Makeup: a tool of empowerment

Written by SZubair

My first ever experience with makeup (not counting the time when I ate one of my mum’s lipsticks as an, err, ‘inquisitive’ 5 year-old) was when I was 14. I was swept by the pop-punk boyband phase of 2010 and desperately wanted to look like the lead singers who I worshipped. Ripping my shirts up and/or getting a tattoo was strictly out of the question, so one morning, I lined my eyes in the darkest and cheapest black kohl that I could get my hands on. Off I went to school, feeling brave, feeling cool, feeling oh-so-edgy.

I didn’t care that people at school would make fun of me. I didn’t care that my eyes were watering. I didn’t care that I possibly did resemble a mutated human-panda hybrid. I just cared about the fact that it made me feel amazing, and I thrived on that feeling the whole day.

It was definitely a slow process for me to get into this complex and intricate world. I started out with unblended eyeshadow and clumped mascara, eventually proceeding to foundation that was slightly too dark for me and blush that was too bright. However, I’ve come a long way since then; years of YouTube tutorials, blog reviews and (often failed) experimentation have taught me well, and applying makeup has become a part of my everyday routine. In fact, I’d even say that it’s therapeutic in a sense. Seeing my face transform from ultimate zombie chic to perfectly perked up provides me with a sense of energy and excitement. It prepares me for my day and gives me that much-needed boost everyone needs before hauling themselves to a horrendously packed District line on a Monday at 9am. It makes me feel powerful, strong, beautiful – most importantly, it makes me feel confident.

Everyone has different reasons for wearing makeup; some, like me, wear to increase their confidence and to accentuate their beauty. I mean, blue eyes are gorgeous, but blue eyes coupled with a sharp wing and a smoky eye are just absolute killer! Some see it as a form of creativity, and love to experiment with various shades, brushes, finishes, etc. Some use to conceal their blemishes, spots, all those imperfections that they’re insecure about, and that’s okay. All of these reasons, and whatever others there may be for wearing makeup are perfectly acceptable.

What is not acceptable, however, is shaming those that wear makeup. They are not ‘faking’ it, they are not ‘lying,’ they are not ‘hiding’ behind it. Empowerment takes shape in many forms, and makeup is one of those forms. It is not some wicked and treacherous disguise, something I desperately wish people would stop conspiring about. Me wearing a highlighter is not trying to trick you, it’s me simply trying to make myself feel beautiful. Furthermore, a makeup-free face isn’t something to be scrutinised either. A bare face is just as beautiful, and someone’s natural form deserves as much celebration and praise as someone all glammed up for a night out.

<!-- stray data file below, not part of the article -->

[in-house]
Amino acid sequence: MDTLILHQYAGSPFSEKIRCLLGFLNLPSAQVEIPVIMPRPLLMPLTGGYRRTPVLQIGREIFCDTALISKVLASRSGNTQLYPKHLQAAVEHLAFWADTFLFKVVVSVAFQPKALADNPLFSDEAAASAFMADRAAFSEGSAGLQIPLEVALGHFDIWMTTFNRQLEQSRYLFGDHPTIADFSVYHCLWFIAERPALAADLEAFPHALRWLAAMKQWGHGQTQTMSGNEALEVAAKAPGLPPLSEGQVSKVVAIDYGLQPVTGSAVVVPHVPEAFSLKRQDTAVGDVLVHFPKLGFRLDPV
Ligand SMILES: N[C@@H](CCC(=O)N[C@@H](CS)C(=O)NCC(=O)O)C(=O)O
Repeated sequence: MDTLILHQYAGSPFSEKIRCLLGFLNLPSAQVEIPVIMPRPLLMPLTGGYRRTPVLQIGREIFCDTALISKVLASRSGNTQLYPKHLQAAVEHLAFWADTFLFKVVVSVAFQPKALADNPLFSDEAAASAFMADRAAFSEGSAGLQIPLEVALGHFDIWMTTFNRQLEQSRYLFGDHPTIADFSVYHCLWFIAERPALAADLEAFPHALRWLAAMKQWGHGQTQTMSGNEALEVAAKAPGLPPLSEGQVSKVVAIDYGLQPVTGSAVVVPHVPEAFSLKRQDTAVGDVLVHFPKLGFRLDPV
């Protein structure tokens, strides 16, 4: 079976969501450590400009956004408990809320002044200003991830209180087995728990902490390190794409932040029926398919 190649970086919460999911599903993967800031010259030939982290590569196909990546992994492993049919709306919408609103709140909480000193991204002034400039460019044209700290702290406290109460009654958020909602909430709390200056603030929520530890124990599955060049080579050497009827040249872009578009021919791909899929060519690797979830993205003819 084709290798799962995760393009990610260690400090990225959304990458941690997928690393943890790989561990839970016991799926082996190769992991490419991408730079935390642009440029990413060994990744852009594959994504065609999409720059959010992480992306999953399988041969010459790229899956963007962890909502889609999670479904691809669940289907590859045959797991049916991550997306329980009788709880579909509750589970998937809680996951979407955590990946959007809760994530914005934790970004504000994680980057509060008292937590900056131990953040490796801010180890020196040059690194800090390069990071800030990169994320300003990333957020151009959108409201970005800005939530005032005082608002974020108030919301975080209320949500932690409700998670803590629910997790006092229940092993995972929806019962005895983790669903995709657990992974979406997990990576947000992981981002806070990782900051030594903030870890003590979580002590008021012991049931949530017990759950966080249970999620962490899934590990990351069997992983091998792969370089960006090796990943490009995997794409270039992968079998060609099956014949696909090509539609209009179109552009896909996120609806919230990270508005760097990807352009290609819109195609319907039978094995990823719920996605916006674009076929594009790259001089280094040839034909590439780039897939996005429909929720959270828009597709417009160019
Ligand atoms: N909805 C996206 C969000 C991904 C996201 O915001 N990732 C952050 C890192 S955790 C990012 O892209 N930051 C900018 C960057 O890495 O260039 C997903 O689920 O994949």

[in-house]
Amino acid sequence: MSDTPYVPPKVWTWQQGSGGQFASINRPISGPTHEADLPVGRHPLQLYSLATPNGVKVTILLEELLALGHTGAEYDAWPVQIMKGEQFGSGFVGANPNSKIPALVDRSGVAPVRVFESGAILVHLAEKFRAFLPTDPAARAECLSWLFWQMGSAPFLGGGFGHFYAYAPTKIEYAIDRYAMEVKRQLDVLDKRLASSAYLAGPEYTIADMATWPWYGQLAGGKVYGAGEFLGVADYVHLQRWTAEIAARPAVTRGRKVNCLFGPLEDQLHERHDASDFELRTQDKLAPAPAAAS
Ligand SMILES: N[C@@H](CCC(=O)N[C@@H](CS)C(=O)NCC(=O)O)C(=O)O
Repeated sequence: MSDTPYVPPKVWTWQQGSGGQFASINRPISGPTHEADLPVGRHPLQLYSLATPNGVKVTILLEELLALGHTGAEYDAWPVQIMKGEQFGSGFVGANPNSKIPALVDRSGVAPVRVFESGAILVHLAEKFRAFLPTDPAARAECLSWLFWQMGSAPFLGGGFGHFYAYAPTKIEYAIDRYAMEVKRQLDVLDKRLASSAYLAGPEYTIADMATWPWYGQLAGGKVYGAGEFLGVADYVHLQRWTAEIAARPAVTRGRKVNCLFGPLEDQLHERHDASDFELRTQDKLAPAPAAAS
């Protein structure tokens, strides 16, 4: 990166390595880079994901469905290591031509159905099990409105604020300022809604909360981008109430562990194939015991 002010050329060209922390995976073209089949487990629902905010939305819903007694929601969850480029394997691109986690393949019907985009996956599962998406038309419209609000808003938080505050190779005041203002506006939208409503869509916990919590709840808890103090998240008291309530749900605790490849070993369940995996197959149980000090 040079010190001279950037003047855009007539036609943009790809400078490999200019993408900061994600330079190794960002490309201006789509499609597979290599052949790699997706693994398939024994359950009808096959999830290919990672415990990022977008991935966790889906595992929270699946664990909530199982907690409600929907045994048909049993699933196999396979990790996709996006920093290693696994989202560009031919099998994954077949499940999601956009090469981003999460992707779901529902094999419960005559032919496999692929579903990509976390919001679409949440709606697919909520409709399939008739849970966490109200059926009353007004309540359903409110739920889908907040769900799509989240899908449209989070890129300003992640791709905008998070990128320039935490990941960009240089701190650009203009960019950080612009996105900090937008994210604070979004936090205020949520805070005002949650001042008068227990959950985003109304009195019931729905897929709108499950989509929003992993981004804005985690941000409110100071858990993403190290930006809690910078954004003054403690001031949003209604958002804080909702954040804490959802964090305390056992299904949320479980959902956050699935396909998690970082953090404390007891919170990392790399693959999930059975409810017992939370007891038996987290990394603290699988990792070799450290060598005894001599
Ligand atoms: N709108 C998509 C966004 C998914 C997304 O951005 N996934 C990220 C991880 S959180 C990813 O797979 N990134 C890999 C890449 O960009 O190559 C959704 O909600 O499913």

It is also time to eradicate conceptualised gender stereotypes around makeup – it is not just for women anymore. There has been a huge rise in male makeup artists across social media, showing off their skills and expertise to the masses. In fact, US cosmetics brand CoverGirl recently announced its first ever male face to represent the company. 17 year-old James Charles, an Instagram sensation with over 700K followers, will be joining the current ambassador Katy Perry to help promote and sell products. This important representation will definitely help lots more young boys and men to accept themselves and their desire for beauty and makeup products. Hopefully, other makeup companies will follow suit and open up their campaigns to appeal to men and women of all race and sexuality.

I am firm believer in the saying ‘live and let live,’ no matter how worn or cliché it sounds. We should let people do whatever it takes to feel comfortable in their own skin, and if that involves buying 10 shades of lipstick in the same colour, so be it! Individuality and freedom of expression are extremely crucial and should be celebrated, not belittled.